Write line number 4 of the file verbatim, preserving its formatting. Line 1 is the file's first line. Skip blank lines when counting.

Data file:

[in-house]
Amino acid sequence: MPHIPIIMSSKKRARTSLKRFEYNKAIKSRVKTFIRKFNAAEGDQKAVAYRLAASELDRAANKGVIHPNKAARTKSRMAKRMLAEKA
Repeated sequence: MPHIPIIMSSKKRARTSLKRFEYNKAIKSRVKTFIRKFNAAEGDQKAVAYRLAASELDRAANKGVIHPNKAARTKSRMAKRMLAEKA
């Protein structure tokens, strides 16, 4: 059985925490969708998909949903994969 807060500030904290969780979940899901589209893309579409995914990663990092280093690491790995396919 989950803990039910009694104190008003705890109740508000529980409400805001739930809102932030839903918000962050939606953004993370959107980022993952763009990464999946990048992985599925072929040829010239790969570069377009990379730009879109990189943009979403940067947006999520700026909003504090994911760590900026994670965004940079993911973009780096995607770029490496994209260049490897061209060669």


């Protein structure tokens, strides 16, 4: 059985925490969708998909949903994969 807060500030904290969780979940899901589209893309579409995914990663990092280093690491790995396919 989950803990039910009694104190008003705890109740508000529980409400805001739930809102932030839903918000962050939606953004993370959107980022993952763009990464999946990048992985599925072929040829010239790969570069377009990379730009879109990189943009979403940067947006999520700026909003504090994911760590900026994670965004940079993911973009780096995607770029490496994209260049490897061209060669």